• Practice interview techniques: It’s useful to familiarise yourself with the interview format and to practice answering questions on the spot. You may want to ask a friend or family member to do this with you. They can then help you highlight any areas for improvement.
  • Prepare questions to ask the interview panel: We would recommend that you prepare at least 5 questions to ask the interview panel at the end of the interview. Try to focus these on different areas such as clinical procedures, technology, training or department goals.

By failing to prepare you are preparing to fail.

Benjamin Franklin

Preparation for your video call

There are several platforms which are used by NHS hospitals for interviews. These include Microsoft Teams, Zoom, Skype and Webex.

Once your interview has been arranged and you know which video conferencing platform will be used, we recommend that you familiarise yourself with it (this blog may help!).

Here are some other tips to help you prepare:

  • Make sure that you have the meeting link and details ready for your interview so that there are no delays in you joining the meeting.
  • Check that your computer is fully updated on the day prior to your interview. This will help you avoid any unexpected delays or technical issues.
  • Have your computer set up in a bright, clean room with as few distractions as possible.
  • Do a test call with the team at Doctors Relocate. This will help you check that your account is working without any issues.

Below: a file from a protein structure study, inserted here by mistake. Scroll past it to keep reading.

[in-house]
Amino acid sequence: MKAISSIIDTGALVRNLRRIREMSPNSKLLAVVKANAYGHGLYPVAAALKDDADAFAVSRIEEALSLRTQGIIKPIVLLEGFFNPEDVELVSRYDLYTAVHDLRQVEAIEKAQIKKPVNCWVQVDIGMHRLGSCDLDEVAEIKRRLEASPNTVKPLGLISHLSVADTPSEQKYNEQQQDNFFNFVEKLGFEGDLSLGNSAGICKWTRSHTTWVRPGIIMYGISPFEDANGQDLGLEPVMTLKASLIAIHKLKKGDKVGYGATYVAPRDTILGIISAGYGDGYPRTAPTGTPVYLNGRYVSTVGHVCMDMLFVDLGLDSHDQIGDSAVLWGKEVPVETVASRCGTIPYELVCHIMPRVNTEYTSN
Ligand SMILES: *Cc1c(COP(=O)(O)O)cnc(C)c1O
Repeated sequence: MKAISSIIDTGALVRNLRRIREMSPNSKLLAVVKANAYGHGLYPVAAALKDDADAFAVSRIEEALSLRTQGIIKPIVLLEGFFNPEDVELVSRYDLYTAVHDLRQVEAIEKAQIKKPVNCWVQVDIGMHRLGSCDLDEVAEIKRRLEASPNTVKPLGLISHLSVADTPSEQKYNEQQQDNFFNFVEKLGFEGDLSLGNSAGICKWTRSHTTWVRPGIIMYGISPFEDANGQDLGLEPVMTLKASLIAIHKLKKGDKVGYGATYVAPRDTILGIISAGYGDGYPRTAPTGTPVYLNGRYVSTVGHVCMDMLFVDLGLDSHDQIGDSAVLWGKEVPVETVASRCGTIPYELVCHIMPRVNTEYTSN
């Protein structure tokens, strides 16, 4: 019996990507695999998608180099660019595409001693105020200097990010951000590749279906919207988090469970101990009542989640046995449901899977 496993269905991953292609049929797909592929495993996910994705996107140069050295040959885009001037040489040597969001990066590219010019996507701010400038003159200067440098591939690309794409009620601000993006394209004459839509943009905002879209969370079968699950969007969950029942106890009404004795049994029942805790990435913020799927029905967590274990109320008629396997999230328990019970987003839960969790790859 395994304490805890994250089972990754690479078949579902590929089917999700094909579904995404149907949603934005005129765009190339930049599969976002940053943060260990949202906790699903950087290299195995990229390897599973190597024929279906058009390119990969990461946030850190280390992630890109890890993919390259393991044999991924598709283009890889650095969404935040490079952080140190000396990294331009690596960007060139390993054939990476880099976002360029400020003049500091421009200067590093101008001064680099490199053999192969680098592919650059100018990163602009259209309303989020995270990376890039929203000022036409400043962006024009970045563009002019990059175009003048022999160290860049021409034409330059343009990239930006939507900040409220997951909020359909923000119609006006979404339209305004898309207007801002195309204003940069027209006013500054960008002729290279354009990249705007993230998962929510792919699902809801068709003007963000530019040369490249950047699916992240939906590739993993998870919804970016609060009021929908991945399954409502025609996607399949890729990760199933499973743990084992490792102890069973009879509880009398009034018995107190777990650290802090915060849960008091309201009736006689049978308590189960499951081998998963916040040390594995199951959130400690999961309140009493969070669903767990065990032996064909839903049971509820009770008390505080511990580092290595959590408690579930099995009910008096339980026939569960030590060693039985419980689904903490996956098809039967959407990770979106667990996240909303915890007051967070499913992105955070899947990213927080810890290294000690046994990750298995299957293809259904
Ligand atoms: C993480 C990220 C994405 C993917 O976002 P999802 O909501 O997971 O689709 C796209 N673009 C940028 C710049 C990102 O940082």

• Keep an hour either side of your NHS interview free. This will allow for any last minute changes or delays on your side or the hospitals.

Interview day: Things to remember

The final part of our how to prepare for an NHS interview article covers the interview day itself. Here are some things to remember on the day:

  • Be friendly in your introduction: You may be nervous, but introducing yourself in a calm, friendly manner will break the ice and help you feel more relaxed.
  • Smile: Smiling during your interview shows that you are confident, warm, friendly and enthusiastic. It’s a great way to show the panel that you have the potential to be a fresh, new addition to the team.
  • Body language: Your body language can speak volumes in an interview. Be sure to sit up straight, be positive, remain focused and keep calm.
  • Speak with all members of the interview panel: It’s important to speak to and maintain good eye contact with the whole interview panel. Many people advise interviewee’s to maintain eye contact with the person who just asked the question as they answer. Alternatively, others advise that interviewees should make eye contact slowly from one end of the panel to the other, looking at each person in turn as they answer.
  • Display your strengths: Demonstrate to the interview panel that you have the knowledge and experience required to be successful in the position that you are interviewing for.
  • Dress smartly: Be sure to dress comfortably but smartly for your NHS interview.

If you have any additional questions on how to prepare for an NHS interview, do reach out to our team by clicking here.

If you are interested in working in the UK, want to discuss available job opportunities or may have already begun your journey and need further advice, please contact our team today.